Ernest Cole’s evocative photographs of life below apartheid

“When I say that people can be fired or arrested or abused or whipped or banished for trifles, I am not describing the exceptional case for the sake of being inflammatory. What I say is true – and most white South Africans would acknowledge it freely,” Ernest Cole wrote in House of Bondage, his seminal photo book on life under apartheid.

First published in 1967, House of Bondage was an exhaustive documentation of a regime of institutionalised racial segregation, which remained in effect from 1948 up until the early 1990s. The book exposed the brutal daily realities, humiliations, and horrors of apartheid to the rest of the world for the first time, arguably making Cole one of the great documentary photographers of his time.

Top: Mamelodi, 1960s South Africa; Above: South Africa, 1960s; All images © Ernest Cole / Magnum Photos
Ernest Cole FoamSouth Africa, 1960s

Born in a township on the outskirts of Pretoria, Cole experienced the realities of apartheid first-hand. As one of the country’s first Black freelance photographers, he captured the various forms of violence embedded in daily life for the Black majority throughout the 1950s and 1960s – often risking his life in the process.

By 1966, things had reached a tipping point for Cole. He fled the country, smuggling his negatives out with him, and House of Bondage was released the following year. By publishing the book, which openly denounced the regime, the photographer effectively exiled himself from his homeland and he never returned to South Africa again.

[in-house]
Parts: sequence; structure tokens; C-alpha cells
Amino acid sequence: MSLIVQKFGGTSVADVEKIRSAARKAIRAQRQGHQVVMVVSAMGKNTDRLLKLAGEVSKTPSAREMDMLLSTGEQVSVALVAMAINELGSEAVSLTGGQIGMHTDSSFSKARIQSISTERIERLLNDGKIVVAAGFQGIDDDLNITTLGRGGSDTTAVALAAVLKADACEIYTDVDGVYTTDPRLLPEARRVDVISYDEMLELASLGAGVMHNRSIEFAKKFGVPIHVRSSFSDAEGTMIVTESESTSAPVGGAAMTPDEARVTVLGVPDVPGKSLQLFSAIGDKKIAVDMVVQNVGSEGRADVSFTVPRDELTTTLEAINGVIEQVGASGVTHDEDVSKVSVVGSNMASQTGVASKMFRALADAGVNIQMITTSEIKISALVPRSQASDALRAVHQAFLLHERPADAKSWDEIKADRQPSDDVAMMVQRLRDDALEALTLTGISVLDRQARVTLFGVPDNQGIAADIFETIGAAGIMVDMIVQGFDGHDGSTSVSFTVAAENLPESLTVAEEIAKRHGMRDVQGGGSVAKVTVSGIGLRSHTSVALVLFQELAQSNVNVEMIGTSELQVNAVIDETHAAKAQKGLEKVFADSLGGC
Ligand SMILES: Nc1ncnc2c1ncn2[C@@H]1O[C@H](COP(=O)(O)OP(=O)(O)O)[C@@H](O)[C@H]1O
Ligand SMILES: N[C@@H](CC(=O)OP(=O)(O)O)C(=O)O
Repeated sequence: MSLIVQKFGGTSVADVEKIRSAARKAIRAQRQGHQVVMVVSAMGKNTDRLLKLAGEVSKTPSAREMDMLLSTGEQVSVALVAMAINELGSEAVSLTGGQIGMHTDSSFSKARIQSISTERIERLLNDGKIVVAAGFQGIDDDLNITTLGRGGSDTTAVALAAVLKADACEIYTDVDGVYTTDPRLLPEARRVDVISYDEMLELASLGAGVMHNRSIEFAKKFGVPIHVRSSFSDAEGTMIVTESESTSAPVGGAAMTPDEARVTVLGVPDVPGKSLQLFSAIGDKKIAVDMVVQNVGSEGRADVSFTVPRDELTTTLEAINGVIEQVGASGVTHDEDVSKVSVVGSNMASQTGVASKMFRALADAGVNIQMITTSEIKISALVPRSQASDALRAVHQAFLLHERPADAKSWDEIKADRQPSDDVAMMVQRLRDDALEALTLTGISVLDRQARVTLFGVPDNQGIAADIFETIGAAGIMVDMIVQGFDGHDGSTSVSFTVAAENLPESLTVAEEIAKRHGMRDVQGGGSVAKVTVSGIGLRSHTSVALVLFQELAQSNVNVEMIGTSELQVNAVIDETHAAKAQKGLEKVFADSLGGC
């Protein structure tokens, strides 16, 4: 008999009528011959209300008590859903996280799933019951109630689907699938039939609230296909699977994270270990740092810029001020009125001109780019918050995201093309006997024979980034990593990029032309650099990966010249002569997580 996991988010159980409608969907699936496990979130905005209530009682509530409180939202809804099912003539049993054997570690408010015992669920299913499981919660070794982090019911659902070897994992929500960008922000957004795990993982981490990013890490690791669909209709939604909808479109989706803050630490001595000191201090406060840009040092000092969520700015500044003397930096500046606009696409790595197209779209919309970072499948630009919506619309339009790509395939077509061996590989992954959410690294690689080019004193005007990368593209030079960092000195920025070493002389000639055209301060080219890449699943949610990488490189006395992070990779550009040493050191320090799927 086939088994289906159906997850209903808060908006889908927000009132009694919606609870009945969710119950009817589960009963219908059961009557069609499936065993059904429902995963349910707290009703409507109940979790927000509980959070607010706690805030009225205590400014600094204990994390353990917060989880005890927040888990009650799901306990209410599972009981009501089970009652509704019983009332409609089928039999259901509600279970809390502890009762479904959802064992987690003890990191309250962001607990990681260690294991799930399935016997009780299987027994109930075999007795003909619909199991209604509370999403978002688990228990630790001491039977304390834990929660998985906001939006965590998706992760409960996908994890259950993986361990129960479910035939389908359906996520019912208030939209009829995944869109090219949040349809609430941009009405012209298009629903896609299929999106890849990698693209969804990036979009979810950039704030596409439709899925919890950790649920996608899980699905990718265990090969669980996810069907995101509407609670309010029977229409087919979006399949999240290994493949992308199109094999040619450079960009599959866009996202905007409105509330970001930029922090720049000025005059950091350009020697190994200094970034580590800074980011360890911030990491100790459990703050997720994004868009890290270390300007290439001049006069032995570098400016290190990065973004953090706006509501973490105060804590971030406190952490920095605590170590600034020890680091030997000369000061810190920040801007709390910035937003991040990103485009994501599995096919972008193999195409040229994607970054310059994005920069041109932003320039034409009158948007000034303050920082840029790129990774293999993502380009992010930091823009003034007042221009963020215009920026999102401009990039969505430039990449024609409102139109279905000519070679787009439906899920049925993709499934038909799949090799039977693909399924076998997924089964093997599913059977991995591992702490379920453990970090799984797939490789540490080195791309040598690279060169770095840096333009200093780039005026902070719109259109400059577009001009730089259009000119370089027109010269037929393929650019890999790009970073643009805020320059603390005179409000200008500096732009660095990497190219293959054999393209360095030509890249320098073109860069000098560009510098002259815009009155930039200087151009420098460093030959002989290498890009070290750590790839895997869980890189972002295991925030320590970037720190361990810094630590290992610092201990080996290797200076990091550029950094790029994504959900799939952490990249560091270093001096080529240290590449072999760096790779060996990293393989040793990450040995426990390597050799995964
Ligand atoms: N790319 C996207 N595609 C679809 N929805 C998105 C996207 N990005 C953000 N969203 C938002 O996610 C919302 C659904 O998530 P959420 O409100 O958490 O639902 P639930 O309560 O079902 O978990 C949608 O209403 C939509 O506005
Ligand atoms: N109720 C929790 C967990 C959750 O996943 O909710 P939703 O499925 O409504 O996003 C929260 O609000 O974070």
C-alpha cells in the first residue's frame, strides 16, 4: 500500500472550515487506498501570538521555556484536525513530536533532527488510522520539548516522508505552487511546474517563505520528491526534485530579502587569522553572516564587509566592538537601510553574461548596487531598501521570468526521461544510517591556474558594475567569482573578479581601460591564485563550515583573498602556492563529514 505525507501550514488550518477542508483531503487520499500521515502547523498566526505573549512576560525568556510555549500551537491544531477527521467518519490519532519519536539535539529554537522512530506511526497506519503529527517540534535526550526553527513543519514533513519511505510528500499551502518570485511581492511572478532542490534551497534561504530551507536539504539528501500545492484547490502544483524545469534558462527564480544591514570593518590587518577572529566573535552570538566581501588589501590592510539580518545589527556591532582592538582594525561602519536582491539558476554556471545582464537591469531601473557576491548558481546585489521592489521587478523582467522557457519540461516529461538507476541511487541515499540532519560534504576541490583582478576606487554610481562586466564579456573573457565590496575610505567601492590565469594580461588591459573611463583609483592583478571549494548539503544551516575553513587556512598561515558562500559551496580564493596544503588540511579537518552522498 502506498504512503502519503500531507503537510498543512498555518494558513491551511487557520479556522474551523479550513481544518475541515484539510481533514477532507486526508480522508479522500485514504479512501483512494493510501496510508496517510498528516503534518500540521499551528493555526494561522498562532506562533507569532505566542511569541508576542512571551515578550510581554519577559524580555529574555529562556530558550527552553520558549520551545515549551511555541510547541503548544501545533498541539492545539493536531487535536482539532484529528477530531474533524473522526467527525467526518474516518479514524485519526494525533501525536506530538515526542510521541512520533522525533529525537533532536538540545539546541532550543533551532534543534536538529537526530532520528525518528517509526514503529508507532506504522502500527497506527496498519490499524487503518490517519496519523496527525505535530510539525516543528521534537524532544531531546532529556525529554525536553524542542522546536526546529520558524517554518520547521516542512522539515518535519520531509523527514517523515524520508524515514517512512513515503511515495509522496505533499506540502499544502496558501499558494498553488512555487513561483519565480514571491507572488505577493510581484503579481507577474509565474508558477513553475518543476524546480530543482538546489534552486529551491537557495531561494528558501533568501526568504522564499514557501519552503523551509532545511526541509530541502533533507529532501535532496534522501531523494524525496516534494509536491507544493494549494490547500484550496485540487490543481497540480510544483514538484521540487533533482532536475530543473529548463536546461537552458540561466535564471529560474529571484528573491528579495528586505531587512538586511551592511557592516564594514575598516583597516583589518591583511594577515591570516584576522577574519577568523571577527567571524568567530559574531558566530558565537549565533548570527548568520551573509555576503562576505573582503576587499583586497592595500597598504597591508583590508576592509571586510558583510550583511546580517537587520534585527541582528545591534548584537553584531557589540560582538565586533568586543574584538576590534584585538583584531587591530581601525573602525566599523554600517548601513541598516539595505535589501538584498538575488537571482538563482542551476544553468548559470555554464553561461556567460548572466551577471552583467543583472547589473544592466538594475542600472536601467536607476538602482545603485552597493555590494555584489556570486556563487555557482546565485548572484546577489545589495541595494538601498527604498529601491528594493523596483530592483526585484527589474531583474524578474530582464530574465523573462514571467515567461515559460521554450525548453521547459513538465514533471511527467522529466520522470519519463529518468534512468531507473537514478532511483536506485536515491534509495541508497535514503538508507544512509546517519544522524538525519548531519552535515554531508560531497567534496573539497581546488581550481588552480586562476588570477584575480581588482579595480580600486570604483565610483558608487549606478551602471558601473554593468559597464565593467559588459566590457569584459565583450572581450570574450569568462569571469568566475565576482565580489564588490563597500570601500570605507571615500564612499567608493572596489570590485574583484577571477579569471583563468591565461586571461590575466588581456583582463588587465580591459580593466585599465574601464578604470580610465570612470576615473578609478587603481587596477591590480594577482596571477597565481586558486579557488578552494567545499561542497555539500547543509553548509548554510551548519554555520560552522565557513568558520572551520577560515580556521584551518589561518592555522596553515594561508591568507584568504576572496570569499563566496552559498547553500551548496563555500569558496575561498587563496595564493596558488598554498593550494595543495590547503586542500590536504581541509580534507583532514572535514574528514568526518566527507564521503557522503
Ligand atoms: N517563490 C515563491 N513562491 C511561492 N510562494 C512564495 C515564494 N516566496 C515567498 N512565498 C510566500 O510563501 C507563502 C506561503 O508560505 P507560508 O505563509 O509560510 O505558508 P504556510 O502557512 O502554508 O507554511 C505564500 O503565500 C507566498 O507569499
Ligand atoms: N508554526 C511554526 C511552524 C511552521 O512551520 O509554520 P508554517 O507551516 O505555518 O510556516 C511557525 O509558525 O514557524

Ernest Cole FoamSouth Africa, 1960s
Ernest Cole FoamSouth Africa, 1960s

While House of Bondage was lauded as one of the most significant photo books of the 20th century at the time, another publication from the photographer was never to be. Living between Sweden and the US, he continued to document Black lives in the wake of the Civil Rights Movement, but the photographer became increasingly disillusioned. He reportedly spent his latter years living on the streets of New York, and died of pancreatic cancer at 49.

Cole’s work has sadly been largely forgotten in the years since his death. At least, until 2017, when more than 60,000 of his negatives – which had been missing for more than 40 years – were found in a bank vault in Stockholm. The miraculous discovery formed the basis of Aperture’s recent reissue of House of Bondage in collaboration with the Ernest Cole Family Trust.

Ernest Cole FoamSouth Africa, 1960s
Ernest Cole FoamSouth Africa, 1960s

Featuring an additional chapter of unpublished work, the new edition also provides the narrative backbone to the latest exhibition from Amsterdam photography museum Foam. The first large-scale overview of Cole’s practice, the show seeks to recontextualise a pivotal body of work for our time, becoming a vital means of ensuring that the horrors of life under apartheid are never forgotten.

Reflecting on the new light being shone on the late photographer and the wider significance of his work, Magnum’s former global licensing director, Hamish Crooks, recently wrote: “Photography will not change the status quo, but there are occasionally books – like … Cole’s House of Bondage – that do alter your perception of a subject.”

House of Bondage is at Foam, Amsterdam until June 14;